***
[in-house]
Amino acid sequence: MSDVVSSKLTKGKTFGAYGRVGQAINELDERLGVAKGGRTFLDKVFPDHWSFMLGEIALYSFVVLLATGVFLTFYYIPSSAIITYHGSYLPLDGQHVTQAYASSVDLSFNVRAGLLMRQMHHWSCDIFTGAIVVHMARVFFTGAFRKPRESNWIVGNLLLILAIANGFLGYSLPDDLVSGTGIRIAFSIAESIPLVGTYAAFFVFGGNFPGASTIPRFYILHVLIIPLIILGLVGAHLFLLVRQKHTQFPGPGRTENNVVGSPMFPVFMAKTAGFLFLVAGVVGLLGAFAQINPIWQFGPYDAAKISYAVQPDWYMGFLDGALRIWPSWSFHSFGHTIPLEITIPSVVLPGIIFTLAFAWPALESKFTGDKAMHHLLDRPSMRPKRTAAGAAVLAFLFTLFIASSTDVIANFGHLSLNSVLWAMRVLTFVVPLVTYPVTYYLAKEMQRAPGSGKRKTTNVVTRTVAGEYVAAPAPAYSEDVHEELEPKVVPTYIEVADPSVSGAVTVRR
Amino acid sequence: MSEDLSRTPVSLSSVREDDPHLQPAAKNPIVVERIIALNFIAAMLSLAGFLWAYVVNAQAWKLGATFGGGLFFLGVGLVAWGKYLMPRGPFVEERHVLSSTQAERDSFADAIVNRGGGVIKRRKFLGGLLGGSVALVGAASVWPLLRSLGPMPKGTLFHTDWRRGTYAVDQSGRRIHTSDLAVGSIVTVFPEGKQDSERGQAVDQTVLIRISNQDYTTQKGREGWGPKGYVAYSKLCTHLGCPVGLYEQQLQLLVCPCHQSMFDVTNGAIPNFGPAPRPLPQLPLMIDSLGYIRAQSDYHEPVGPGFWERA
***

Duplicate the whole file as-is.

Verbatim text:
[in-house]
Amino acid sequence: MSDVVSSKLTKGKTFGAYGRVGQAINELDERLGVAKGGRTFLDKVFPDHWSFMLGEIALYSFVVLLATGVFLTFYYIPSSAIITYHGSYLPLDGQHVTQAYASSVDLSFNVRAGLLMRQMHHWSCDIFTGAIVVHMARVFFTGAFRKPRESNWIVGNLLLILAIANGFLGYSLPDDLVSGTGIRIAFSIAESIPLVGTYAAFFVFGGNFPGASTIPRFYILHVLIIPLIILGLVGAHLFLLVRQKHTQFPGPGRTENNVVGSPMFPVFMAKTAGFLFLVAGVVGLLGAFAQINPIWQFGPYDAAKISYAVQPDWYMGFLDGALRIWPSWSFHSFGHTIPLEITIPSVVLPGIIFTLAFAWPALESKFTGDKAMHHLLDRPSMRPKRTAAGAAVLAFLFTLFIASSTDVIANFGHLSLNSVLWAMRVLTFVVPLVTYPVTYYLAKEMQRAPGSGKRKTTNVVTRTVAGEYVAAPAPAYSEDVHEELEPKVVPTYIEVADPSVSGAVTVRR
Amino acid sequence: MSEDLSRTPVSLSSVREDDPHLQPAAKNPIVVERIIALNFIAAMLSLAGFLWAYVVNAQAWKLGATFGGGLFFLGVGLVAWGKYLMPRGPFVEERHVLSSTQAERDSFADAIVNRGGGVIKRRKFLGGLLGGSVALVGAASVWPLLRSLGPMPKGTLFHTDWRRGTYAVDQSGRRIHTSDLAVGSIVTVFPEGKQDSERGQAVDQTVLIRISNQDYTTQKGREGWGPKGYVAYSKLCTHLGCPVGLYEQQLQLLVCPCHQSMFDVTNGAIPNFGPAPRPLPQLPLMIDSLGYIRAQSDYHEPVGPGFWERA